"Since we were kids, we all heard about recycling," says Nguyen, a biology and family studies major. But, he adds, there's so much more people can do, and it's "great we have a festival for it."

This year, the weekly garden stand has expanded its offerings to include fresh products from local businesses and artisans, including organic hot sauce, locally roasted coffee, and homemade jams courtesy of Albright English lecturer James Gaffney.

"This is about feeding people, taking care of yourself and knowing where your food is coming from," says Miller, an environmental studies major. "The goal is being aware of your environment and getting people in touch with it more."

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Albright faculty, staff and students can purchase produce from the garden at a weekly stand on campus, which also features fresh products from local businesses/artisans.

The interns are hoping to donate some of the food they grow to local organizations that encourage children to eat healthier and support families in need.

The Albright Community Garden began three years ago. During the off season, members of E.C.O. (Environmental Campus Outreach), the College's student-run environmental club, help plant seeds and maintain the grounds.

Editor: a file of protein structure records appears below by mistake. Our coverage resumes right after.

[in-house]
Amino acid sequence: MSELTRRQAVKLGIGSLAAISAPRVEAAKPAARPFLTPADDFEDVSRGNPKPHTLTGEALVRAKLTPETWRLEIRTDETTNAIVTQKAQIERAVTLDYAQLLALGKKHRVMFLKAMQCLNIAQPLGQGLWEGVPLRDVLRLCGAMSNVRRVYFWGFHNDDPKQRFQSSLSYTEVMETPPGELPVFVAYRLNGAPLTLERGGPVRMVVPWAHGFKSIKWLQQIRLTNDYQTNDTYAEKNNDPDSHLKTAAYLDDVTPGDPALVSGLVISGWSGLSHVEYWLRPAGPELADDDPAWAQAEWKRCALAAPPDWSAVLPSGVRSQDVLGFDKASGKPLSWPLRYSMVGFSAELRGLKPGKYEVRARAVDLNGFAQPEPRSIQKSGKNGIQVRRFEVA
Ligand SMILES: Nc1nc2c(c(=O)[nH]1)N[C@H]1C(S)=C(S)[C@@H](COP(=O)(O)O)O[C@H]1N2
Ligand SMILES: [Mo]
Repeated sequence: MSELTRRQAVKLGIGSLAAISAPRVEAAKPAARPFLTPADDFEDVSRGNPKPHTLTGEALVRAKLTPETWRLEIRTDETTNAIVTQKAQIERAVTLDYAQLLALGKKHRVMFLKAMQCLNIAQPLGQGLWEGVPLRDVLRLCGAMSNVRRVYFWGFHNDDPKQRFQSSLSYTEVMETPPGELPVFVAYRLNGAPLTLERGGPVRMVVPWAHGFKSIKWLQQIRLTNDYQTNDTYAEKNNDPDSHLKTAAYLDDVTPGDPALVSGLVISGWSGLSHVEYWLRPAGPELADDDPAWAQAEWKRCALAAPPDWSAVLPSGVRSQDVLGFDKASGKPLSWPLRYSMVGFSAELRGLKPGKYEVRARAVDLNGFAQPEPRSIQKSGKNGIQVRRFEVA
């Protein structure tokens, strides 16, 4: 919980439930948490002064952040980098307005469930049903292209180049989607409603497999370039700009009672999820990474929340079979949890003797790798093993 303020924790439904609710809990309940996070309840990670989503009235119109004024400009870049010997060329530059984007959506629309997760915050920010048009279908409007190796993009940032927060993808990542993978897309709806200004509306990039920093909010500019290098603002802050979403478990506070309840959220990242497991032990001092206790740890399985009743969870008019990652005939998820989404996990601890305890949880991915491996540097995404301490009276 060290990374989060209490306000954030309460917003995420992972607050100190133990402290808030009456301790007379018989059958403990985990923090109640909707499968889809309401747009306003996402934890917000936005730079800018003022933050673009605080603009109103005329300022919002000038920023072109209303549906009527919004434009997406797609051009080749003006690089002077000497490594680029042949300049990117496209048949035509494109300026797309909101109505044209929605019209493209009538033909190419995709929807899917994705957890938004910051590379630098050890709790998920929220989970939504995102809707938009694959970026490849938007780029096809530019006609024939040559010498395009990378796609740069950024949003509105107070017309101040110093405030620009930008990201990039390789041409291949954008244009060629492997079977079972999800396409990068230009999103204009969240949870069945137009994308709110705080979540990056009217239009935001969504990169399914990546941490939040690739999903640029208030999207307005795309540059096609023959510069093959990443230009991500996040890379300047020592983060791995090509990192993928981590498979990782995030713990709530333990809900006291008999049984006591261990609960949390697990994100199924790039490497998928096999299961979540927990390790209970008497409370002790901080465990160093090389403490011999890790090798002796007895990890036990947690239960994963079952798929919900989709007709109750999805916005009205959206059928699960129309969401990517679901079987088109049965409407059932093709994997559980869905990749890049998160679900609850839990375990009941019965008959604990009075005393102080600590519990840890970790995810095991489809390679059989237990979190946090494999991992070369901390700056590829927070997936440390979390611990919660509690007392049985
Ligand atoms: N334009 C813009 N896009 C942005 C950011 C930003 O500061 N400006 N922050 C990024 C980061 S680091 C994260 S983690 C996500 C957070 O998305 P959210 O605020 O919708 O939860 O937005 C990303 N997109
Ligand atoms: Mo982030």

The garden employs permaculture, a design process promoting agricultural, environmental, architectural, technological and economical sustainability.

"It's an environmentally friendly garden, mimicking natural patterns in nature and maximizing space," says Underwood.

The garden is actually built on top of the soil, rather than dug into it, and uses byproducts from campus. Coffee grounds from Jake's Java are used for the garden's lasagna-type layering, while leftover building materials helped construct an herb spiral. In the garden, a barrel collects rain to water the crops, and no pesticides or herbicides are used.

"It's working with nature rather than against it," says Jennings.

Of course, nature does have a way of rearing its head, especially this year. When a freak hail storm hit Reading in the spring, the students feared the worst. The golf ball-sized hail, which shattered windows and damaged cars, left large holes in the lettuce leaves.

"But the garden has really bounced back," says Underwood.

This fall, Albright will open its first Sustainability House, which backs up to the garden. Modeled on the affinity housing program, the Sustainability House will be tied directly into the environmental studies curriculum. Five students will be housed there, with the goal of living sustainably. Students, for instance, will track their energy and water usage and waste.

Jennings and the interns are also hoping to get the greenhouse next to the garden up and running and possibly expand the garden to the Sustainability House's yard.

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Read the Albright Community Garden blog: http://albrightcollege.wordpress.com/

For more information: https://www.facebook.com/albrighteco